Brad Richards, Brad Richards, Brad Richards.
The hope that Leaf nation has put in this one player is reminiscent of superstars past. The Sedins and Rick Nash were three previous players that had the titles of Saviors in Leafland ...except, they didn't end up signing in Toronto and all hope was lost.
Let's learn from our mistakes and consider some other options, shall we?
The hole that Richards would fill (a top-line center) isn't exclusive to him. There are other, more economic options available that people seem to forget.
Here's a reminder.
It is possible that Brooks Laich will end up being one of the most sought-after free agents this offseason.
While notching 48 points this past season (16,32), 2009-10 saw Laich reach the 25-goal mark and almost reach the 60-point plateau as well.
But his offense isn't what makes him so valuable.
It is Laich's two-way game, grit and versatility that makes him an attractive commodity for the Leafs. He can fill the third-line wing spot, or move up into a top-six center or wing role as well.
Expect Laich to command salary in the $4 million-$4.5 million range.
Before being diagnosed with a season-ending injury, Fleischmann was one of the hottest players in the league. In the 22 games he played with the Avalanche after getting traded from Washington, he amassed 21 points (8,13).
Although Fleischmann was diagnosed with pulmonary emboli, he should be fully recovered by the time free agency roles around.
Much like Laich, the 27-year-old has the ability to play both left wing and center.
Expect Fleischmann to fetch $3 million-$4 million per season.
At 6'4", Handzus is one of the bigger centers in the league, making him an attractive free agent to a team looking to get bigger up the middle.
Despite his size, Handzus has not put up more than 45 points since the 2004-05 season.
At 34 years of age, Handzus would add veteran leadership and could fit in on both the second and third lines.
Don't expect Handzus to get a raise on his $4 million per season he was receiving with Los Angeles. He is likely to end up with a deal that puts him in the $2.5 million-$3.5 million range.
There is little argument that Tim Connolly is a top six center with great hands when he is healthy. The problem is, injuries have plagued him for a good portion of his career.
That said, Connolly is at an age (30) where he still fits in with the youth of the Leafs and can also provide veteran leadership.
It could be argued that Connolly has the most skill out of any free agent this year not named Brad Richards.
Connolly made $4.5 million per year with his last deal in Buffalo, and you can expect him to get around the same this offseason, despite his health issues.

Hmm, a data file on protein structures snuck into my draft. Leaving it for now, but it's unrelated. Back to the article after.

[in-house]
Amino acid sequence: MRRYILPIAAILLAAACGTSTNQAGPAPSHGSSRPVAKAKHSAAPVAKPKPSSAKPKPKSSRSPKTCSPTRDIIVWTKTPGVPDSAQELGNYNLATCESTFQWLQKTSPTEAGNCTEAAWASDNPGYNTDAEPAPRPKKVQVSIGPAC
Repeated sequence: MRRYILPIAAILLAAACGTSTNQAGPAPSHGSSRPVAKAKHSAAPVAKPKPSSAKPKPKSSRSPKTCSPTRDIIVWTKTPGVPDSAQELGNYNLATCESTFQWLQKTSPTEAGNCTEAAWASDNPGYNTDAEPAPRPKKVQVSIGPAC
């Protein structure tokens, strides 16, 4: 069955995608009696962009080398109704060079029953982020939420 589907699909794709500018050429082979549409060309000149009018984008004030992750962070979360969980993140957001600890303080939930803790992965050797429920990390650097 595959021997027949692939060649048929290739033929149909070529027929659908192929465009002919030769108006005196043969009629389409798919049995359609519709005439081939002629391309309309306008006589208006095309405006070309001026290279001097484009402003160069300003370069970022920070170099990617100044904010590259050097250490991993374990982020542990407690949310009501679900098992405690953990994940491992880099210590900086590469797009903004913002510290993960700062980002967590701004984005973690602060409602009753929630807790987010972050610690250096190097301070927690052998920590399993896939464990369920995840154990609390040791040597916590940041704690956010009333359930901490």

Jason Arnott could fit just about anywhere on the Leafs roster. He could be put on the top line as a big body to open up space for Phil Kessel, or he could slide down to the bottom six as a gritty forechecker who can win faceoffs.
At 36, Arnott would bring veteran knowledge and experience, and would give prospects like Nazem Kadri and Joe Colborne time to develop.
Arnott made $4.5 million per year on his last contract, but don't expect him to get anywhere near that this offseason. He will be signed in the $1.5 million-$2.5 million range.
While the previous five centers are all Unrestricted Free Agents, there are two notable and attainable Restricted Free Agents whom the Leafs should target.
First is St. Louis Blues center T.J. Oshie. There are already rumors of teams inquiring about his availability, mainly because of a locker room dispute when Oshie missed practice. And while not shopping him, Doug Armstrong would listen to legitimate offers.
At 24, Oshie is just starting to reach his potential, and he fits in with the youth of the Leafs. It is also known how much Burke loves his Americans.
St. Louis has a great young core but could use some help on defense, especially after the departure of Erik Johnson.
A deal that included Jake Gardiner or Jesse Blacker as a starting piece may get Armstrong's attention.
Expect Oshie to get a contract anywhere from the $3.5 million-$5 million range.
Another American RFA that I am sure interests Burke, Dubinsky may need to be traded to open up cap room for Brad Richards, if Glen Sather hopes to keep most of his team together.
At 25, Dubinsky is not only starting to reach his potential (he has eclipsed 20 goals in the past two seasons), but was also a physical leader for the Rangers.
He plays a sound two-way game that makes him even more valuable next to an offensively-minded Phil Kessel.
Cap space is of value for the Rangers, so a deal including picks and prospects would most likely be a solid starting point.
Much like Oshie, expect Dubinsky's next contract to be anywhere from $3.5 million-$5 million per year.